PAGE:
Compared with crystallography and NMR, virtual screening can be dramatically faster; we’ve highlighted multibillion-compound screens. In WIREs Comput. Mol. Sci., Artem Cherkasov, Francesco Gentile, and colleagues at University of British Columbia and University of Ottawa discuss (open access) how computational methods are “keeping pace with the explosive growth of chemical libraries.” They cover brute force methods, fragment-based virtual screening, and machine-learning based methods, all while avoiding hype, and conclude that it will take time for these methods to “have a real impact on practical drug discovery.”
 
Finally, Marianne Fillet and collaborators at University of Liege and University of Namur provide a general review in Trends Anal. Chem. covering multiple methods to detect non-covalent fragments. These include established techniques such as biochemical assays, ligand-observed NMR, crystallography, thermal shifts, and SPR, as well as less common ones such as WAC, microscale thermophoresis, ACE, and DEL. The paper includes several nice tables and even a decision tree to help choose among the various approaches.
 
Covalent fragments
Many techniques to detect noncovalent interactions also apply to reversible covalent inhibitors, the subject of a review in Med. Chem. Res. by Faridoon and collaborators at Genhouse Bio and Olema Oncology. The researchers focus on various warheads including cyanoacrylamides, nitriles, ketones and aldehydes, boronic acids, and others, and provide multiple examples for each.
 
In contrast, an open-access review in Pharmaceuticals by Monique Multeder and collaborators at Leiden University Medical Center discusses methods to detect both reversible as well as irreversible covalent protein-drug adducts. Crystallography is the most informative, but the researchers also delve into various mass-spectrometry techniques including top-down (with intact proteins) and bottom-up (after digestion of modified proteins). Also covered are activity-based protein profiling (ABPP) methods, NMR, and fluorescence-based approaches. The nearly 300 references make a useful compendium.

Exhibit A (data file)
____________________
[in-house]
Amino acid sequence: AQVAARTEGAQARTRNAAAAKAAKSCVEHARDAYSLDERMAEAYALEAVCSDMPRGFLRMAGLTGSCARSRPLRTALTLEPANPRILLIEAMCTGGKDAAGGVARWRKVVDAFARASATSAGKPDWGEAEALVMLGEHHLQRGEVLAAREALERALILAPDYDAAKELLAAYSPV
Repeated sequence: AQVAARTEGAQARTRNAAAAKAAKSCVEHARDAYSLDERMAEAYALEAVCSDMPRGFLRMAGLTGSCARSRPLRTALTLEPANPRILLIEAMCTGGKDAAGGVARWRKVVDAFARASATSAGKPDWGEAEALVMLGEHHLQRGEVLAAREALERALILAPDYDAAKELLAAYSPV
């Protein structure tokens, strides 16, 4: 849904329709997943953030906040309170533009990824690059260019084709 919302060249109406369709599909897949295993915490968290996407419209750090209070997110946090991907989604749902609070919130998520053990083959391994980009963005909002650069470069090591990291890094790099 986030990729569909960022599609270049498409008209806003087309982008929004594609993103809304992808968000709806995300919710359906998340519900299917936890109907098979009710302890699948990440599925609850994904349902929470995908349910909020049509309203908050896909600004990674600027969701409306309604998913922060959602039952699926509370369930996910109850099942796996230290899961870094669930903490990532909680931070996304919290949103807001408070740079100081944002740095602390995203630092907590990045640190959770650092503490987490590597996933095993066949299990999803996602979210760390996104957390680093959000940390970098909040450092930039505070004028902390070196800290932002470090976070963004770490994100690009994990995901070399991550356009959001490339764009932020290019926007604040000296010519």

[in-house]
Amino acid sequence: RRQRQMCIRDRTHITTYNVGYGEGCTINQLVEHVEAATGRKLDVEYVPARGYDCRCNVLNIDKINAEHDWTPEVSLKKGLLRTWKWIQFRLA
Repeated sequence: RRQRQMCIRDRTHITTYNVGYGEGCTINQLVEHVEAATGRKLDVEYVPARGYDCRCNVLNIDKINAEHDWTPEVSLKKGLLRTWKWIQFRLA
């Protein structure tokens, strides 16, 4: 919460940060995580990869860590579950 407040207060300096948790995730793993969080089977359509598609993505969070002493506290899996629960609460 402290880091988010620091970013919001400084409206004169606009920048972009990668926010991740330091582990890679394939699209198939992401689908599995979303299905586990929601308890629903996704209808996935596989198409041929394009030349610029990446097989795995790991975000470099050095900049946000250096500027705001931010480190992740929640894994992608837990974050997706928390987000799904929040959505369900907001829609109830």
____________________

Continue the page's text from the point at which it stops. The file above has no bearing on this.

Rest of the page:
One of the most exciting recent developments is “proteome-wide fragment-based ligand and target discovery,” the subject of an open-access review in Isr. J. Chem. by Ines Forrest and Christopher Parker, both at Scripps. This concise, highly readable account covers a lot of ground, from ABPP to fully functionalized fragments (FFFs) to phenotypic screening.
 
If you’re doing covalent FBLD you’ll need a library of covalent fragments, and if you’re building one, I’d recommend a review in Prog. Med. Chem. by David Mann and colleagues at Imperial College London. The paper nicely summarizes design principles such as choice of warhead and the fact that reactivity can vary considerably even among compounds with the same warhead. Synthetic methods and screening approaches are also well covered, along with methods to distinguish specific binding from nonspecific reactivity.
 
Most covalent fragments target cysteine residues, but there at least nine other potentially reactive amino acids, and these are the subject of an open-access review by György Keserű and colleagues at Budapest University of Technology and Economics in Trends Pharm. Sci. Lysine, serine, threonine, tyrosine, and histidine are the most common targets, though some of the warheads are so reactive that specificity will be challenging, let alone reasonable pharmacokinetic properties. This is especially true for aspartic and glutamic acids, methionine, and tryptophan.